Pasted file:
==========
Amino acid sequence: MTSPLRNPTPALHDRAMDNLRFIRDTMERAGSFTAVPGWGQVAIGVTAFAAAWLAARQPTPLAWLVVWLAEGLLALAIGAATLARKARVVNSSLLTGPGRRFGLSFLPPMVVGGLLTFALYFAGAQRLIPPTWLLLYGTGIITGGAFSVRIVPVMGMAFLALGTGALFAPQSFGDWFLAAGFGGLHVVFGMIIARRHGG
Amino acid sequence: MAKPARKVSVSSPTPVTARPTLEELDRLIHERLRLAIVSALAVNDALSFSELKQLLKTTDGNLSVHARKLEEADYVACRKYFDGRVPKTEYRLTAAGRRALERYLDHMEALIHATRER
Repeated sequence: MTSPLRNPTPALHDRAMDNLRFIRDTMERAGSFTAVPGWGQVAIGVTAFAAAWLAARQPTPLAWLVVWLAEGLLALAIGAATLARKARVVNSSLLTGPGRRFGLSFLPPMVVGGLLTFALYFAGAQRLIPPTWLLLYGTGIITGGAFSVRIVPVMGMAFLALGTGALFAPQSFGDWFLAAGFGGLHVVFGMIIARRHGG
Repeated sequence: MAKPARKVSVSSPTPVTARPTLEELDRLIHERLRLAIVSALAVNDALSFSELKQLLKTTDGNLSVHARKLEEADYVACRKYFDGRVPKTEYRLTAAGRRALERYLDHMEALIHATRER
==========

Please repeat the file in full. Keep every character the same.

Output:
Amino acid sequence: MTSPLRNPTPALHDRAMDNLRFIRDTMERAGSFTAVPGWGQVAIGVTAFAAAWLAARQPTPLAWLVVWLAEGLLALAIGAATLARKARVVNSSLLTGPGRRFGLSFLPPMVVGGLLTFALYFAGAQRLIPPTWLLLYGTGIITGGAFSVRIVPVMGMAFLALGTGALFAPQSFGDWFLAAGFGGLHVVFGMIIARRHGG
Amino acid sequence: MAKPARKVSVSSPTPVTARPTLEELDRLIHERLRLAIVSALAVNDALSFSELKQLLKTTDGNLSVHARKLEEADYVACRKYFDGRVPKTEYRLTAAGRRALERYLDHMEALIHATRER
Repeated sequence: MTSPLRNPTPALHDRAMDNLRFIRDTMERAGSFTAVPGWGQVAIGVTAFAAAWLAARQPTPLAWLVVWLAEGLLALAIGAATLARKARVVNSSLLTGPGRRFGLSFLPPMVVGGLLTFALYFAGAQRLIPPTWLLLYGTGIITGGAFSVRIVPVMGMAFLALGTGALFAPQSFGDWFLAAGFGGLHVVFGMIIARRHGG
Repeated sequence: MAKPARKVSVSSPTPVTARPTLEELDRLIHERLRLAIVSALAVNDALSFSELKQLLKTTDGNLSVHARKLEEADYVACRKYFDGRVPKTEYRLTAAGRRALERYLDHMEALIHATRER